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Parasite Prevention


One of the most unfortunate risks that cats and  dogs face are those associated with heartworm and other parasites. Heartworm is spread by mosquitoes. It starts very small but can gradually grow and cause major issues in with your pet's heart. A preventative medicine can help keep dogs from getting heartworm disease. Other intestinal parasites, such as tapeworms or hookworms are also an important problem. External parasites, such as fleas and ticks also are bad for your pet's health, so screening for these and treating them with proper medication is important as well.  At Catalina Animal Hospital, LLC,  we can provide the most current products for flea & tick control, as well as medications to prevent heartworms and intestinal parasites. These measure help to keep both your pet and your home pest-free.

Why is parasite prevention so important?

Parasites can cause many diseases, some life threatening. Signs of parasitism include diarrhea or soft stools, vomiting, lethargy, weight loss, poor coat, coughing and difficulty breathing. Parasites can cause primary disease by themselves and can make other conditions and illnesses worse. Some parasites are zoonotic, which means they can go from pets to people. Children are more prone to getting infections than are adults, because their hygiene habits are not completely developed. Some parasites can cause more severe infections in people than they would have in pets. So it is very important to follow your veterinarians' recommendations on parasite prevention.

What are some common parasites in the Phoenix area?

Ticks, heartworm, intestinal parasites, and less commonly fleas, are all found in the Phoenix area. Common intestinal parasites include hookworms, roundworms, whipworms, coccidia, and giardia. What are the general deworming recommendations? There are some parasites that may not be detected with fecal testing, therefore a general dewormer is a great way to rid your pet of potential infections of common intestinal parasites. For new pets, puppies or kittens we will recommended a deworming treatment, followed by fecal testing to best evaluate if your new pet is parasite free. After this, we recommended giving your pet an easy to administer monthly parasite/heartworm preventive chew/pill.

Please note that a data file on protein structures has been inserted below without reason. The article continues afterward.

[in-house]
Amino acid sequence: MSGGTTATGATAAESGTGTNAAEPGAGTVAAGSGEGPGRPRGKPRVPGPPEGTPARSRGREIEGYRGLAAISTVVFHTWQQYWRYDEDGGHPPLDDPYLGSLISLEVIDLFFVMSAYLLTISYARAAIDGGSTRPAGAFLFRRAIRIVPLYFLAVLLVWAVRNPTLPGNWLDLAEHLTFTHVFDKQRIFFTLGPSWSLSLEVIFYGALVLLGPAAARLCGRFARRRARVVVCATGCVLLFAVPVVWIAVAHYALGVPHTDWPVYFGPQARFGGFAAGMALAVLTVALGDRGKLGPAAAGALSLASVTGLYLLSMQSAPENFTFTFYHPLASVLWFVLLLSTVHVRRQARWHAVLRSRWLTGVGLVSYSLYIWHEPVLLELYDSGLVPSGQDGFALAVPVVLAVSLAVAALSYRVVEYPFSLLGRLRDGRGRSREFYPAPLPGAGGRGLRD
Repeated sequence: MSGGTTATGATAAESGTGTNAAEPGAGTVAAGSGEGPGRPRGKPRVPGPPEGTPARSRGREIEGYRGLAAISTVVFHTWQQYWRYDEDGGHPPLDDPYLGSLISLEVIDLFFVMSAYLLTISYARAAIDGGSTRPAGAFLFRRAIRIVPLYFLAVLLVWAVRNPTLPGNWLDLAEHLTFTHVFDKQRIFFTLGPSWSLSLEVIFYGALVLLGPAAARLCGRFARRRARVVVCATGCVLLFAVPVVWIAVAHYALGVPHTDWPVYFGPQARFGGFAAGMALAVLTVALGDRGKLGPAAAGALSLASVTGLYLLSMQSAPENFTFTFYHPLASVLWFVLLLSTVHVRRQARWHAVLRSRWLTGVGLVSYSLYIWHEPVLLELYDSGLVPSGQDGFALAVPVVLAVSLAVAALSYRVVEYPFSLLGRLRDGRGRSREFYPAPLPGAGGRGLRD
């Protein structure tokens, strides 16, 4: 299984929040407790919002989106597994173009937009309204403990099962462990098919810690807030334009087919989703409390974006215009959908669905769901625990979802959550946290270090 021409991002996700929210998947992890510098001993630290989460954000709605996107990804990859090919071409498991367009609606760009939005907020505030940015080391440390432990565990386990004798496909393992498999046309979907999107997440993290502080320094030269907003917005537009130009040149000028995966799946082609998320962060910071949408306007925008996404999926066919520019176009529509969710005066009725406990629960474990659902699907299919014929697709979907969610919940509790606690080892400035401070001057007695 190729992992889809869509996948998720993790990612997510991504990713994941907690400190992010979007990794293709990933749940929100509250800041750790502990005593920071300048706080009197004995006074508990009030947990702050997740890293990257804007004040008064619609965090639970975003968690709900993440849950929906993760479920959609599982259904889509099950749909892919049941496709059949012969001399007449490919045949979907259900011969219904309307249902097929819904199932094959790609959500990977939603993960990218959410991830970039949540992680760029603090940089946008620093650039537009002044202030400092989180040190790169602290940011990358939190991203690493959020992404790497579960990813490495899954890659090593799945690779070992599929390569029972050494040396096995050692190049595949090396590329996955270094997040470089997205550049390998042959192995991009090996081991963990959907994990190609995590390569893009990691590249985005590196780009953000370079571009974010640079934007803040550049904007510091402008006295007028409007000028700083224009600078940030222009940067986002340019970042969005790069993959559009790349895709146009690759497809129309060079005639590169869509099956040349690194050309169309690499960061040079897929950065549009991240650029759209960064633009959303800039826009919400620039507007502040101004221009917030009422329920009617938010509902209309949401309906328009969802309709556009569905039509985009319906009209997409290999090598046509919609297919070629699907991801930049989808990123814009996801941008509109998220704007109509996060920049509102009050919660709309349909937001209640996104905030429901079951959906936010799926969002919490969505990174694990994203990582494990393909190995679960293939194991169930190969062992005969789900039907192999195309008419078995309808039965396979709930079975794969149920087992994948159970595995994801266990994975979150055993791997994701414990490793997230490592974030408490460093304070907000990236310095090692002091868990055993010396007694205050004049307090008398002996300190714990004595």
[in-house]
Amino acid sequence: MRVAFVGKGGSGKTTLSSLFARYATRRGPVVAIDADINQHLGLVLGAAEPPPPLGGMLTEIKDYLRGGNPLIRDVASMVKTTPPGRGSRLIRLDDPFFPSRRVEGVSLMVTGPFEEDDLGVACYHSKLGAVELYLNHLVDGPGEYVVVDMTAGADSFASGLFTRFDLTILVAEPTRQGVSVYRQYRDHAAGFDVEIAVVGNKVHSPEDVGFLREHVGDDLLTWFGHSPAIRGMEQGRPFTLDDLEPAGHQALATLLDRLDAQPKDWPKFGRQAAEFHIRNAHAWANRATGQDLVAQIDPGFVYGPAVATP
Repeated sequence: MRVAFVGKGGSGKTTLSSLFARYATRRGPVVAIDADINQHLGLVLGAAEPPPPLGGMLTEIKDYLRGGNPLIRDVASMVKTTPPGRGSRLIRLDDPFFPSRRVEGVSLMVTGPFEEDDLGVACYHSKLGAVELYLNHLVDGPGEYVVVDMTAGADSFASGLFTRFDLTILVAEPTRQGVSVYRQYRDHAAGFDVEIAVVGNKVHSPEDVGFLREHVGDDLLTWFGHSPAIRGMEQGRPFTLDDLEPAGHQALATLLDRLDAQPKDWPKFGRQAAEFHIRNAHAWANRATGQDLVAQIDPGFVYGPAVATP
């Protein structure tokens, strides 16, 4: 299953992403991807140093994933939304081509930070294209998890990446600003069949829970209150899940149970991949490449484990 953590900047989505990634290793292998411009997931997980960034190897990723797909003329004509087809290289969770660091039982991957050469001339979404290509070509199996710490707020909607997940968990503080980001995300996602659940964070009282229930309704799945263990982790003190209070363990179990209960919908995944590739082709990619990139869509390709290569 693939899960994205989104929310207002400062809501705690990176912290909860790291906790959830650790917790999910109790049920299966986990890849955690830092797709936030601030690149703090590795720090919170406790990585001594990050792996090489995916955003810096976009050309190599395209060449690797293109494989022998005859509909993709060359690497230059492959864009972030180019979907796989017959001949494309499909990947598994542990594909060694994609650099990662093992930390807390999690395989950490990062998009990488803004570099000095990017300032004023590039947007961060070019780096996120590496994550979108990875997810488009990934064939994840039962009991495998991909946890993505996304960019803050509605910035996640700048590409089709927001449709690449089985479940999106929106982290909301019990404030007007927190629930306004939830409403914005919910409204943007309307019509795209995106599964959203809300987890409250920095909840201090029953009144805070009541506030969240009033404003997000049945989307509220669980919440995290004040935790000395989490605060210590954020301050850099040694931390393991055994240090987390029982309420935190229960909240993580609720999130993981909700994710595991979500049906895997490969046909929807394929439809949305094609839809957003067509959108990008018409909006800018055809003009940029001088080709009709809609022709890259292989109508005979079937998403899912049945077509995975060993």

How do you test for and treat Heartworm Disease?

Heartworm disease is prevalent all over the world. It is a very serious and potentially fatal disease in dogs. A monthly chew/pill heartworm preventative is an easy and affordable way to prevent this disease. This is a blood test that can be done in our office, with results in as little as 10 minutes. We recommend having this test before your pet is placed on monthly heartworm/parasite prevention and then again on a yearly basis.

What is a fecal test and why should it be done?

Yearly testing of your pets fecal (poop) sample is recommended to evaluate for possible infections with intestinal parasites. Your pets fecal sample will be tested by a what is called a "fecal float" or "fecal evaluation by centrifugation". These tests look for the microscopic eggs that parasites lay that cannot be seen by the naked eye. Fecal testing is important to prevent parasites, but is also very important if your pet has clinical signs of infection, such as diarrhea or vomiting.

What is flea/tick prevention?

These are once monthly preventatives that are applied to the skin between the shoulder blades. They will kill and prevent fleas and ticks. This not only rids the pet of the pests, but can prevent some diseases the pests may be carrying such as Tick Fever.

What is Tick Fever and how can it be detected?

Tick Fever is caused by a type of bacteria called Ehrlichia. This bacteria is spread by different types of ticks and is found in the Phoenix area. Dogs with tick fever can be listless, off food and may have enlarged lymph nodes. There may be a fever or abnormal bleeding as well, but some dogs do not show any signs or symptoms at all. Diagnosis is made through a simple blood test and tick fever is typically treated with antibiotics.

Here are some links with important information about the prevention of internal/external parasites:

www.joinpowerof12.com
www.CAPC.org
www.americanheartwormsociety.org

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